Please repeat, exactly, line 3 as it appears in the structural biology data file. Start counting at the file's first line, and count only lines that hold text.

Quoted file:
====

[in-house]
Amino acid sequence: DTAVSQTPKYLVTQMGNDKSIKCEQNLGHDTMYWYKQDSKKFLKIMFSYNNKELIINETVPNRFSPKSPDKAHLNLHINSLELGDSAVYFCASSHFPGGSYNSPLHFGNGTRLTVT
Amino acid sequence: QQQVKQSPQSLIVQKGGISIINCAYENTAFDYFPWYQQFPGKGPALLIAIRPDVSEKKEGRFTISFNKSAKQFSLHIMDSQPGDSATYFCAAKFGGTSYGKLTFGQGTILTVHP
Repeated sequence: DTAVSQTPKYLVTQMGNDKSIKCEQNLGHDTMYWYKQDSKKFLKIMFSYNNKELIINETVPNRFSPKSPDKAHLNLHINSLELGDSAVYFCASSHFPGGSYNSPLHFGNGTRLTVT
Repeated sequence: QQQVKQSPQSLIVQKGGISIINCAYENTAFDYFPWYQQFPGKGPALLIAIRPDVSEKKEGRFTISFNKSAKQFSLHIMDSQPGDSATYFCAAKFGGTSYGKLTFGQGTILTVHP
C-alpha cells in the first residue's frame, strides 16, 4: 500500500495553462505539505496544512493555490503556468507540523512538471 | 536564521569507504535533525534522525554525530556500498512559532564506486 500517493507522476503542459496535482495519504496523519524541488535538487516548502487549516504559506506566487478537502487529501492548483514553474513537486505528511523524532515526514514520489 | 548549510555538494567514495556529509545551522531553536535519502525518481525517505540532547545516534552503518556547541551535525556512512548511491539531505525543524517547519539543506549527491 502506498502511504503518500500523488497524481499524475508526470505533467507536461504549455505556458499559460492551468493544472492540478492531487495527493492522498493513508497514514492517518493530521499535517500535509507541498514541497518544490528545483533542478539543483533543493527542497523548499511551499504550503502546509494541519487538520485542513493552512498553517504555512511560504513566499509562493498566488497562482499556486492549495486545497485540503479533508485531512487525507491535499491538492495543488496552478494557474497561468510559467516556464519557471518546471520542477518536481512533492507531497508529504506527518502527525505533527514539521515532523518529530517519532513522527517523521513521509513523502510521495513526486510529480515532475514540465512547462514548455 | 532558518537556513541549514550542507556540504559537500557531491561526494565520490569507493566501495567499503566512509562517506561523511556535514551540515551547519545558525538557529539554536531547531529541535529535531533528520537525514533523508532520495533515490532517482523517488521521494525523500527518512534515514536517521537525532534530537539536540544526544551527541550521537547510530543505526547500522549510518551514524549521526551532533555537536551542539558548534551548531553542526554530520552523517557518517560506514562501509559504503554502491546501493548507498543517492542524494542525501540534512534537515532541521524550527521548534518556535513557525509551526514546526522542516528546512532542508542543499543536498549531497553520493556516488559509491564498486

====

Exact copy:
Amino acid sequence: QQQVKQSPQSLIVQKGGISIINCAYENTAFDYFPWYQQFPGKGPALLIAIRPDVSEKKEGRFTISFNKSAKQFSLHIMDSQPGDSATYFCAAKFGGTSYGKLTFGQGTILTVHP